Krüppel-like factors (KLFs) are a family of zinc finger transcription factors (ZF-TF) that are now known to be involved in complex biological processes including cancer, proliferation, and cardiovascular disease as well as developmental processes. KLFs first gained notoriety when it became known that they are crucial for promoting and maintenance of stem cell pluripotency. Over the past 20 years since the discovery of Krüppel-like factor 1 (KLF1), this transcription factor family has grown to include 18 members and 7 closely related members of the specificity protein 1 (Sp1) family. In the present study, we review the mechanisms related to regulation of KLFs by direct promoter activation or repression. We will also review and discuss some mechanisms of posttranslational modifications that could affect KLF function. We seek to understand how these transcriptional regulators are themselves regulated and how that regulation could become aberrant during various disease processes.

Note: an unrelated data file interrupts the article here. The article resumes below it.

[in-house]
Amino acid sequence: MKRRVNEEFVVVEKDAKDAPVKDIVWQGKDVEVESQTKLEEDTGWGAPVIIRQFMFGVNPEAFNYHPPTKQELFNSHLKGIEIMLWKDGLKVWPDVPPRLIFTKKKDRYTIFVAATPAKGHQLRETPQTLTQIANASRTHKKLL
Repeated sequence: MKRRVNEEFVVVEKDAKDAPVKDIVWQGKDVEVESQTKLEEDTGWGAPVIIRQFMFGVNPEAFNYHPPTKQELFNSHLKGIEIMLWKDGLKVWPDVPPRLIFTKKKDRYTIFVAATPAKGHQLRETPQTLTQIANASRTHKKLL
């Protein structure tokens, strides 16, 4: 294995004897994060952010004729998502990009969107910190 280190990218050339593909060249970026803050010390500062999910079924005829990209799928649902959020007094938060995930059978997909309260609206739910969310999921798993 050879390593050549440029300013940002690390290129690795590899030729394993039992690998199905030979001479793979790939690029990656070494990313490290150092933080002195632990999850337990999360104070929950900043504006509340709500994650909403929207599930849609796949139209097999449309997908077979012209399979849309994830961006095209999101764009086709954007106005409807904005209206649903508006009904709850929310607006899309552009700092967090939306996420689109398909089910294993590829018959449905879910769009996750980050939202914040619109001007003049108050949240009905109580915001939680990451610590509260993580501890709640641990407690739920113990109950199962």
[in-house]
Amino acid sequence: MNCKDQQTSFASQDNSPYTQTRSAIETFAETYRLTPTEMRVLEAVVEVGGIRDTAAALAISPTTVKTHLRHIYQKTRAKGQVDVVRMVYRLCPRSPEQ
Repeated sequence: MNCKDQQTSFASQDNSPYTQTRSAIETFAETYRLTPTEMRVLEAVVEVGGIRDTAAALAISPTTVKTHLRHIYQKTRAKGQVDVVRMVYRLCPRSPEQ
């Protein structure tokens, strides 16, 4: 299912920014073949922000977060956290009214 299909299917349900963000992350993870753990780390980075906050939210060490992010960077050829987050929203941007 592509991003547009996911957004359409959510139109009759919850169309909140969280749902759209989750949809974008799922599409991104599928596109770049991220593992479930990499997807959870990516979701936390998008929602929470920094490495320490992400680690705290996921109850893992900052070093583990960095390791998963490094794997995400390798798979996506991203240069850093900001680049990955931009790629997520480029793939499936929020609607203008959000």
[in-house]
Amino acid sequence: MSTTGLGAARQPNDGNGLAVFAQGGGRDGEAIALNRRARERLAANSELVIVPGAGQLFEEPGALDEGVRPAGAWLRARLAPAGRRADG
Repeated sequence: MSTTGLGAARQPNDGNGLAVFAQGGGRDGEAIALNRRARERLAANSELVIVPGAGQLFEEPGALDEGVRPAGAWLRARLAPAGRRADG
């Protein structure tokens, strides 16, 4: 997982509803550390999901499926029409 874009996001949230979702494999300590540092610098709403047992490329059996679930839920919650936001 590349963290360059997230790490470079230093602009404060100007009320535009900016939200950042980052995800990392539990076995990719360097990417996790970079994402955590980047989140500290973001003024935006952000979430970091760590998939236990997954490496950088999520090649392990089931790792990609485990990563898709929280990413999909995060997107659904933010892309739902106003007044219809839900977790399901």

Part of the book: Gene Expression and Phenotypic Traits